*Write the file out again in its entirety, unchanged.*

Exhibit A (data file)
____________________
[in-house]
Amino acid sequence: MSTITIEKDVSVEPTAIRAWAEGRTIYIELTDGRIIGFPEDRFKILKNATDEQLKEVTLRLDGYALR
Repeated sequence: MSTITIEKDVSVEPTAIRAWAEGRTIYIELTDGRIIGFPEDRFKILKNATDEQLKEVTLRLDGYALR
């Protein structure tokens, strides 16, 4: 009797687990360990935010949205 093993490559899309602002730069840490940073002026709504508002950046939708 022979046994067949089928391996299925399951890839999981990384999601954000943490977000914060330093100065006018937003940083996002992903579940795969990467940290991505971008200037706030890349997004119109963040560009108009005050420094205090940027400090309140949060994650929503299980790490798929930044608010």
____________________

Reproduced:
[in-house]
Amino acid sequence: MSTITIEKDVSVEPTAIRAWAEGRTIYIELTDGRIIGFPEDRFKILKNATDEQLKEVTLRLDGYALR
Repeated sequence: MSTITIEKDVSVEPTAIRAWAEGRTIYIELTDGRIIGFPEDRFKILKNATDEQLKEVTLRLDGYALR
């Protein structure tokens, strides 16, 4: 009797687990360990935010949205 093993490559899309602002730069840490940073002026709504508002950046939708 022979046994067949089928391996299925399951890839999981990384999601954000943490977000914060330093100065006018937003940083996002992903579940795969990467940290991505971008200037706030890349997004119109963040560009108009005050420094205090940027400090309140949060994650929503299980790490798929930044608010």